You don’t have to be a Buffalo Bills fan to know about “Monday Morning Quarterbacks.” That’s one of the many sports idioms that have come into common usage in American society. Basically, it refers to a person who criticizes a team or player after a performance, having had the benefit of hindsight. The Mitt Romney campaign has certainly had a multitude of Monday Morning Quarterbacks, many of whom were among the campaign’s biggest strategists and cheerleaders just before election day.
In sports, the Monday Morning Quarterbacks tend to have a much easier job because the situation is usually much clearer. If a football team lost a game on a last-minute interception, you can pretty much assume that if the team didn’t throw that interception it would have won. Now, you can argue that maybe the coach shouldn’t have called a pass play, or the quarterback threw a horrible pass, or the receiver shouldn’t have made a better effort to catch the ball, but there will probably be a clear consensus that the interception was a decisive play.
That’s one of the reasons we love our sports: there is usually (but not always) much less ambiguity than there is in the rest of our lives. Also, we really don’t have as much at stake. Most of the time presidential politics has more real-life consequences than the outcome of a Buffalo Bills game (Note that I wrote “most of the time”; if you paint your face red, white and blue before every home game you may beg to differ).
In politics, Monday Morning Quarterbacking becomes much more tricky, in large part because it requires that we analyze the thought processes that led people to vote for one candidate or another. Campaign 2012 is a particularly good case study because of how dramatically opinions changed following the outcome of the presidential race. In general, most observers thought that the election would be very close, and that one candidate could win the popular vote and the other the electoral vote. Many supporters of Romney thought that they had the best candidate, the Republicans were doing everything right, and that the GOP ticket would achieve a substantial victory. Those supporters, like the rest of us, have become Monday Morning Quarterbacks now, and are trying to explain how Romney lost so decisively. However, the reasons for the loss are not as simple in the world of politics as they are in the world of sports.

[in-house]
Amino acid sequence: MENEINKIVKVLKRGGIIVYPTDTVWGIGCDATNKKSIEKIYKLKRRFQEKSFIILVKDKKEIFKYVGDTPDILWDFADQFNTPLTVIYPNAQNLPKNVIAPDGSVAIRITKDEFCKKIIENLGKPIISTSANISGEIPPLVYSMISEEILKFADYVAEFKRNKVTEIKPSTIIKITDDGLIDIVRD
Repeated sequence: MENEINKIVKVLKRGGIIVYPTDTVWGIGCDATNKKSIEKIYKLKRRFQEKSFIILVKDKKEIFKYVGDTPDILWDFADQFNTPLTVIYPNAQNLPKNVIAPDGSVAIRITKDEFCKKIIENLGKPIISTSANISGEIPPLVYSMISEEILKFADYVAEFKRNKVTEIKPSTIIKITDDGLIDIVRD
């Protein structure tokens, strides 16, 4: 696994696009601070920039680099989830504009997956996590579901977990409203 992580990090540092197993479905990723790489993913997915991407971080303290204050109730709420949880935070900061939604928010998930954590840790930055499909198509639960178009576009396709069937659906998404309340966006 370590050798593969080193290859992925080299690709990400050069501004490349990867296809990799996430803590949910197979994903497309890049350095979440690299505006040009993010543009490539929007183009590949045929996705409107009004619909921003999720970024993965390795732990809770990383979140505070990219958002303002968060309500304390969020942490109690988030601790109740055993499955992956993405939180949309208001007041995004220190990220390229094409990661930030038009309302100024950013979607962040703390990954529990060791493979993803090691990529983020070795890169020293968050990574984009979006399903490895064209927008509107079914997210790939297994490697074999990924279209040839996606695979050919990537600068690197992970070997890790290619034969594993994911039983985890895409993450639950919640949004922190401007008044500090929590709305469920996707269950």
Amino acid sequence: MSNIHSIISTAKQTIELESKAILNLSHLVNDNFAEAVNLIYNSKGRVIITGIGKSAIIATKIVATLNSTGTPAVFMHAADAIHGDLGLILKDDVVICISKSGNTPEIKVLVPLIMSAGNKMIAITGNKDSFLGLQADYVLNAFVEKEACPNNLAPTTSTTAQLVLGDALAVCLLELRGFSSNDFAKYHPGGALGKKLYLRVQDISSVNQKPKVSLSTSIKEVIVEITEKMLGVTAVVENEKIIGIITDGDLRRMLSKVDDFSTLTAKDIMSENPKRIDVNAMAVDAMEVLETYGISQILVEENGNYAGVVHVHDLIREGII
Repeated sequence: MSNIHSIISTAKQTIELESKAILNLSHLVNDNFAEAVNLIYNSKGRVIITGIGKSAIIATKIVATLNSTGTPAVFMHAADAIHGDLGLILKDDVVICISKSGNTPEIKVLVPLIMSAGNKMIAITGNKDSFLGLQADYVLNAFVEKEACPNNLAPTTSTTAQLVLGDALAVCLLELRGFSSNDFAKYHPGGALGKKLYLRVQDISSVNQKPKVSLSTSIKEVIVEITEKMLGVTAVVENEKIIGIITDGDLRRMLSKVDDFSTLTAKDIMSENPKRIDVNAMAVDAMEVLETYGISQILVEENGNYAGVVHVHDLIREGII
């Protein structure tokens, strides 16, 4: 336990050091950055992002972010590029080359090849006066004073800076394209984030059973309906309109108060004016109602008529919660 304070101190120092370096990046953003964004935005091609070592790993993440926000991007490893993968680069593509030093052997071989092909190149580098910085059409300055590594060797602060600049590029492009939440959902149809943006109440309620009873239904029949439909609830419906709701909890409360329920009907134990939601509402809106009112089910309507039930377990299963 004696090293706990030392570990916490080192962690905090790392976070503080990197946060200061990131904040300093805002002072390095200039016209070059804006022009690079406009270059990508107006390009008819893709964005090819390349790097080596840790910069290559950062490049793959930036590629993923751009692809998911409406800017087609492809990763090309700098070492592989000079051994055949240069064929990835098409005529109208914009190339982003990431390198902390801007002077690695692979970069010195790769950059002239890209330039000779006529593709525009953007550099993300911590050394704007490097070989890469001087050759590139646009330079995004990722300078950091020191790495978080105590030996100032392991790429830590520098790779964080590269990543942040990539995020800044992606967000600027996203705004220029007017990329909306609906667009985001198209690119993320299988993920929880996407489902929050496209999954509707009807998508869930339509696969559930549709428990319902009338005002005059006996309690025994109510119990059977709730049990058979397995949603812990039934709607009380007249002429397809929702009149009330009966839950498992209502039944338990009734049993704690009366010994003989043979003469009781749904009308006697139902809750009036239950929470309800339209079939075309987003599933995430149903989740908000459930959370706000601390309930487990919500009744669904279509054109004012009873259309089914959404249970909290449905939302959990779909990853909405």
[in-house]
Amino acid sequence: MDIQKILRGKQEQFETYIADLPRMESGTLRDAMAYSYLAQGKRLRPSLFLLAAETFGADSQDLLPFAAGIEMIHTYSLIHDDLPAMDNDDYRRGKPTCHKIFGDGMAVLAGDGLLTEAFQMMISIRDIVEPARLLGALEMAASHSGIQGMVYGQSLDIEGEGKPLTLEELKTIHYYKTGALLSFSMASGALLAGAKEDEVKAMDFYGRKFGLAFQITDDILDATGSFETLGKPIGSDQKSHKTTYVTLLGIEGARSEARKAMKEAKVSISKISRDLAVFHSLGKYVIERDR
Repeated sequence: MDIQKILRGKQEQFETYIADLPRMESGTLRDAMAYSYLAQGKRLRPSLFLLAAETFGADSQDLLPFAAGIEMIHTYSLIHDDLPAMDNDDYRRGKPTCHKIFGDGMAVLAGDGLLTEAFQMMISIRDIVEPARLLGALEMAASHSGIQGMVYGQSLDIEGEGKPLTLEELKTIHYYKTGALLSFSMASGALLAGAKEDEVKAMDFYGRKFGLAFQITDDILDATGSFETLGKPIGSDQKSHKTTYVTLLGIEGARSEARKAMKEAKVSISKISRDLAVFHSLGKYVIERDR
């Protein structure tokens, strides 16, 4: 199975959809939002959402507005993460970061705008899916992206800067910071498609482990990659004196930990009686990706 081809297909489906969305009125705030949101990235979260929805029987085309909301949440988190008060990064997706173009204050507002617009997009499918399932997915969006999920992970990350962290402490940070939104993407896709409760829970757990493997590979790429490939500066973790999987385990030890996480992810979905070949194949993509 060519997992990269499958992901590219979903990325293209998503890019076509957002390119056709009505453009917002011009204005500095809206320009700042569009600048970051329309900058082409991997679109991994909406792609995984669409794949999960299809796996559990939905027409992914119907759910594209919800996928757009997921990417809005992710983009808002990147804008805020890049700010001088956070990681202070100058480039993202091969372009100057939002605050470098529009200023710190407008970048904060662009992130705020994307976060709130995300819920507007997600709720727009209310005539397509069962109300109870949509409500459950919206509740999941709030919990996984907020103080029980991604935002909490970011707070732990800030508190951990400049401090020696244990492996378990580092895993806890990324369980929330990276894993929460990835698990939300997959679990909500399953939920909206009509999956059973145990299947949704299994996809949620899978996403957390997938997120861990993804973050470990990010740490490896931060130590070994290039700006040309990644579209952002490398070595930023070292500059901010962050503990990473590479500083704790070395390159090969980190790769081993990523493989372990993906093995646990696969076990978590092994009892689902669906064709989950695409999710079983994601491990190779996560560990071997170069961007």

Google “Why Romney Lost” and you’ll find a litany of explanations: Romney didn’t have a clear middle-class job strategy; He failed to personally connect with voters; Hurricane Sandy gave Obama an 11th hour boost; Paul Ryan was a bad choice for vice president; Romney’s staff was poor; The Romney campaign failed to appeal to Hispanics; Romney alienated women voters; Romney’s TV commercials weren’t hard-hitting enough; People didn’t like Romney’s hair. Okay, I made up the last one, but you get the idea.
The problem is that much of that post-race analysis is coming from the same people who predicted that Romney would win — and win big. Pundits like Karl Rove, George Will and Dick Morris were predicting a Romney landslide. Steve Forbes, a wealthy magazine publisher who twice sought the Republican nomination for president, spoke for many when he wrote on Tuesday: “Mitt Romney will win big tonight. His popular vote margin will be between 3 – 5%. He will win the Electoral College I believe by a vote of 321 to 217, and with luck, even more.” I guess Romney was without luck —- really without luck.
In sports being a Monday Morning Quarterback is much easier. In politics, the rationale behind “what went wrong” (or “what went right”) is never quite as clear as it is in sports.
Just as I wouldn’t expect Chan Gailey or Ryan Fitzpatrick to give me the most insight into why the Bills lost a game they should have won, I’m certainly not going to put much trust into the analysis of the presidential election outcome offered by people like Steve Forbes and George Will. To understand why Romney lost, we should listen more to rationale of the people who voted for Obama, not to the excuses put forward by the losing team.
We all may be Monday Morning Quarterbacks, but some of us are certainly better at it than others.